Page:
Effect of post-prandial hyperlipidaemia on cerebrovascular function: gender difference?

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Abstract

Background: The consumption of a high-fat meal is characterised by a state of post-prandial hyperlipidaemia (PPH) with an exaggerated increase in triglycerides (Tg) that peaks at 4 hours. We recently demonstrated that PPH was associated with impaired cerebrovascular reactivity in aged, but not young males. However, to what extent PPH impacts the cerebral circulation in females, who are more prone to cognitive decline and dementia in later life, remains to be established.
Methods: Eighteen males (age: 24 ± 6 years; body mass index (BMI): 23.2 ± 3.6 kg.m2) and 8 females (age: 21 ± 2 years; BMI: 23.7 ± 3.1 kg.m2) participated in the study. Cerebrovascular function and Tg were assessed prior to, and 4 hours after the consumption of a standardised high-fat meal. Middle cerebral artery velocity (MCAv; transcranial Doppler ultrasound), mean arterial pressure (MAP; photoplethsmography) and end-tidal CO2 (capnography) were continuously recorded throughout each testing session. Serum Tg were determined via established methods from venous samples obtained from an indwelling cannula. MCAv and MAP were assessed following 5 minutes of seated rest. Cerebrovascular reactivity to carbon dioxide was assessed in response to 3 minutes of breathing 5% CO2 (balanced air; CVRCO2HYPER) and following 3 minutes of controlled hyperventilation (15 breaths per minute; CVRCO2HYPO). Cerebrovascular range (CVRCO2RANGE) was calculated as CVRCO2HYPER + CVRCO2HYPO. Data were analysed using a 2-way repeated measures ANOVA and Bonferonni corrected paired sample t-tests and independent sample t-tests. Significance was established at P < 0.05 and data are expressed as mean ± SD.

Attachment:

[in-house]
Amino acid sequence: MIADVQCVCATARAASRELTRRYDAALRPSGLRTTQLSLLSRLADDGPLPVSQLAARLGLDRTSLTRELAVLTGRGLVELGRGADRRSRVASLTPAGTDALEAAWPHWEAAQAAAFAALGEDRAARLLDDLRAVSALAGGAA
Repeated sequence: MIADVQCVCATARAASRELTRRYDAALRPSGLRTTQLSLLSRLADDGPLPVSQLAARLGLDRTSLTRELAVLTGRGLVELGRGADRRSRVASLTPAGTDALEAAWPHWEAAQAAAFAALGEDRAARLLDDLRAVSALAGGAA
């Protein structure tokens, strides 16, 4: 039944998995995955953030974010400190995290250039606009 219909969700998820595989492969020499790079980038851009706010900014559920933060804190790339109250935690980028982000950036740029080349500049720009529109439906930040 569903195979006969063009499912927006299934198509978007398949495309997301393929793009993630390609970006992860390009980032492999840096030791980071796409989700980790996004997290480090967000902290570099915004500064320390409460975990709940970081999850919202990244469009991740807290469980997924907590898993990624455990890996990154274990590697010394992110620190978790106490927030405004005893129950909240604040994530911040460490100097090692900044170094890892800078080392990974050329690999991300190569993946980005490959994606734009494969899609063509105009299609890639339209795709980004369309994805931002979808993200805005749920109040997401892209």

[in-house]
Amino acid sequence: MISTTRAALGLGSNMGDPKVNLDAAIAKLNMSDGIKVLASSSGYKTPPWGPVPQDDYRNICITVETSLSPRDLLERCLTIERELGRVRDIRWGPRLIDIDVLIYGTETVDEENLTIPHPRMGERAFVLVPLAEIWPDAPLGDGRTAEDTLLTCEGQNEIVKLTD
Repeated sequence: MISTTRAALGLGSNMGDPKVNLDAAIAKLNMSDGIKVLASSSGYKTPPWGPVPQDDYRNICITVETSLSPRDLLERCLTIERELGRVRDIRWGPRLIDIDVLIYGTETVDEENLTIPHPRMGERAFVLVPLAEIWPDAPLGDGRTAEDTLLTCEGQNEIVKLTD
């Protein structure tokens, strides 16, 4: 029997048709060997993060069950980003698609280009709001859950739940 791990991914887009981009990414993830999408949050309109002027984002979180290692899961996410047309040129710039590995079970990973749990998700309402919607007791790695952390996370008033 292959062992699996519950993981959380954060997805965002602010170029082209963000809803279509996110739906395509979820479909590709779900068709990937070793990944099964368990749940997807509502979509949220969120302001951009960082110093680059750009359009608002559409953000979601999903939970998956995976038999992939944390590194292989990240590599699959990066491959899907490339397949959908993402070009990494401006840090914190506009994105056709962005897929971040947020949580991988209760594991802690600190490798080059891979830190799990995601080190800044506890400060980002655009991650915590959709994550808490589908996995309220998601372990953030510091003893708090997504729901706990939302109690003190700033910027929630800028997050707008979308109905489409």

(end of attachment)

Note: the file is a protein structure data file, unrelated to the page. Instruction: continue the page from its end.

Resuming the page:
Results: At baseline, females were characterised by elevated MCAv, CVRCO2HYPER, CVRCO2HYPO and CVRCO2RANGE compared to the males (Table; all P < 0.05). During PPH, Tg increased relative to baseline in both groups and was associated with impaired CVRCO2HYPER and CVRCO2RANGE (Table; P < 0.05). Though this was independent of gender (Table; P > 0.05). Furthermore, PPH did not influence changes in resting MCAv or MAP (Table; P > 0.05).
Conclusion: Contrary to our previous findings, PPH has the capacity to impair cerebrovascular function in young adults. Though, it appears to be independent of gender. These observations are important given that a reduction in CVRCO2 may enhance the risk of stroke and neurodegenerative disease.
Original languageEnglish
Title of host publicationThe Physiological Society
VolumeProc Physiol Soc 41, PCA185
Publication statusPublished - 14 Sep 2018
EventEurophysiology 2018 - QEII Centre, London, United Kingdom
Duration: 14 Sep 201816 Sep 2018

Conference

ConferenceEurophysiology 2018
Country/TerritoryUnited Kingdom
CityLondon
Period14/09/1816/09/18

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